“You have 24 hours of negative trump hysterical coverage on this network that led in recent weeks to some spectacularly false reporting.”
Tapper, calmly, asks to be allowed to finish a question. Miller doesn’t grant that request, but asks for “three minutes to tell you the truth … three minutes to tell you about the Donald trump that I know and that all of our campaign staff know …” Why can’t he have those three minutes?
And here’s where Tapper really jumped the shark, replying: “Because it’s my show and I don’t want to do that.”
Maybe you disagree with me. It is, indeed, his show, and he’s good at what he does. He has no doubt experienced other guests who hijacked the agenda. But I’m afraid the arrogance of “It’s my show and I don’t want to do that” is going to haunt Tapper.
What Tapper apparently wanted to do was to try to get Miller to admit that former top Trump adviser Steve Bannon, contrary to Trump’s recent effort to erase Bannon from the history of the Trump movement, had actually been a key player in both the campaign and the early months of the administration. Tapper’s effort to discuss Bannon started with “Steven. Calm down. Calm down. I have a question.”
Tapper went through a list of Trump administration decisions on which he asserted Bannon played a significant role and ended with: “Is it really the position of the White House that Steve Bannon had nothing to do with the presidency or can you acknowledge the reality that he was a key player?”
Miller wouldn’t go there and segued to general adoration of Trumpism and his connection to the forgotten men and women whom Trump supposedly champions. “Trump tapped into a reality that isn’t covered on this network,” he said. “And I know you think I’m interrupting you. But the American people deserve to have two or three minutes of the truth.”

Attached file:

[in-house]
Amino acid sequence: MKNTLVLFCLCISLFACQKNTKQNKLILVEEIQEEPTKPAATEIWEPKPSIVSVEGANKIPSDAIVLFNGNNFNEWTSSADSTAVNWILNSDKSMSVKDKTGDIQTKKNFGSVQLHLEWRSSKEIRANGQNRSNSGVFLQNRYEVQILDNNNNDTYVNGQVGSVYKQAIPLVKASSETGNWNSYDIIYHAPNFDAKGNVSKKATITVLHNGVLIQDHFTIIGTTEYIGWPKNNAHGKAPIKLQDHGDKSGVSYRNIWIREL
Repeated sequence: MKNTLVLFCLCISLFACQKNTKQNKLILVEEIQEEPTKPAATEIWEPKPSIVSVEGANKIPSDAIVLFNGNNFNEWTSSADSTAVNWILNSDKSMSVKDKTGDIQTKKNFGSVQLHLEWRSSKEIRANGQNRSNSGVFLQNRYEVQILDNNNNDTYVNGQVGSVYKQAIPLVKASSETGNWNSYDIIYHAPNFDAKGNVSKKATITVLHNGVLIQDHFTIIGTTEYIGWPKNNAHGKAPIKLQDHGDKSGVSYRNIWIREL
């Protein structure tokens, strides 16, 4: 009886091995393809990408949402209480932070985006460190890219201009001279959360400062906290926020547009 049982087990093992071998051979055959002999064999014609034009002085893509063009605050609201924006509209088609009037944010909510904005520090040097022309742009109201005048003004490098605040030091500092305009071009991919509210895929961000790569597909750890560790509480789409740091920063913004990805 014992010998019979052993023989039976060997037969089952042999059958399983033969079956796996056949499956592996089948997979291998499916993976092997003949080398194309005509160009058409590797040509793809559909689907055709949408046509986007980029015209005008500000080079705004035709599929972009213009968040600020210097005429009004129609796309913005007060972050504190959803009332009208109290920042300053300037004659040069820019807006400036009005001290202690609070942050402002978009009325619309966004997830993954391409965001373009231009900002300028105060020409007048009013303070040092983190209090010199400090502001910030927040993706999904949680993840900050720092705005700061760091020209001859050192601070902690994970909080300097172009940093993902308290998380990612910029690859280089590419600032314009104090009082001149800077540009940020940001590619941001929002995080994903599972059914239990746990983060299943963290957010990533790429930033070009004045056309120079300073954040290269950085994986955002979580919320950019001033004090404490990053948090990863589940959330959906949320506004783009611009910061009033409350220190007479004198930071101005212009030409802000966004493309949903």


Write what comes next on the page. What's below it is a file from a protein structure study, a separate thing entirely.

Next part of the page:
Miller’s public adoration of his boss was embarrassing, but that’s his problem.
Tapper brought up Trump’s tweets in which the POTUS described himself as “a very stable genius.”
Miller brought up some stories on which (he alleged, at least) CNN made embarrassing mistakes, which he said had created “a toxic environment” in the nation. While at the same time asserting that Trump’s connection with the forgotten Americans had created a “magic” that, notwithstanding CNN’s carping, was sweeping the nation.
Tapper: “The president has an approval rating in the 30s. I don’t know what magic you’re referring to.”
Miller said CNN spends 24 hours a day running down Trump, so why wouldn’t Tapper let him speak for three minutes in rebuttal.
Tapper: “I get it. There’s one viewer that you care about right now. And you’re being obsequious. You’re being a factotum right now in order to please him.”
He ended the interview with: “I think I’ve wasted enough of my viewers’ time. Thank you, Stephen.”
Shortly after the interview ended, Trump tweeted, “Jake Tapper of Fake News CNN just got destroyed in his interview with Stephen Miller of the Trump Administration.”
I don’t know if Tapper will say anything further about this incident. If not in the next few days, maybe in his memoirs. It struck me as bizarre, and as a mistake for Tapper get drawn into an argument, and to get drawn into insulting his guest.
The norms of journalism, about which I’ve been blabbing for decades, are in disarray. They were never as coherent as we thought them, but they seemed to work as long as all the players treated them as rules. Maybe they needed to evolve. But the Trump Smash version of how to change them doesn’t strike me as a change for the better.
I still admire Tapper’s work, in general. I hope he will address what happened on his show Sunday. If I were Tapper, I would apologize.